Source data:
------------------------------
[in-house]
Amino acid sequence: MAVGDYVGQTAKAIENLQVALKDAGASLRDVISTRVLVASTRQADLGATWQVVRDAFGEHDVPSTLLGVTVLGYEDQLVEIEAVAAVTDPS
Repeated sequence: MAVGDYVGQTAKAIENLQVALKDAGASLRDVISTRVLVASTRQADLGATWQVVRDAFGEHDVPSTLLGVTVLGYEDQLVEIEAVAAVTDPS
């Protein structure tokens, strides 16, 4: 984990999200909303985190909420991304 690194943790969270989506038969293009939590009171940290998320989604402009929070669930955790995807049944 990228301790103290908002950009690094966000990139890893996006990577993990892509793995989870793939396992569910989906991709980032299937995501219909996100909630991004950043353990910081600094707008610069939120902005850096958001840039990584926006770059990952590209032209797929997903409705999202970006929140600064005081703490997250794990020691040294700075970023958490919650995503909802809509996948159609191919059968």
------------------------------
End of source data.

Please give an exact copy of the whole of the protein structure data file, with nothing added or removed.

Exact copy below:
[in-house]
Amino acid sequence: MAVGDYVGQTAKAIENLQVALKDAGASLRDVISTRVLVASTRQADLGATWQVVRDAFGEHDVPSTLLGVTVLGYEDQLVEIEAVAAVTDPS
Repeated sequence: MAVGDYVGQTAKAIENLQVALKDAGASLRDVISTRVLVASTRQADLGATWQVVRDAFGEHDVPSTLLGVTVLGYEDQLVEIEAVAAVTDPS
């Protein structure tokens, strides 16, 4: 984990999200909303985190909420991304 690194943790969270989506038969293009939590009171940290998320989604402009929070669930955790995807049944 990228301790103290908002950009690094966000990139890893996006990577993990892509793995989870793939396992569910989906991709980032299937995501219909996100909630991004950043353990910081600094707008610069939120902005850096958001840039990584926006770059990952590209032209797929997903409705999202970006929140600064005081703490997250794990020691040294700075970023958490919650995503909802809509996948159609191919059968």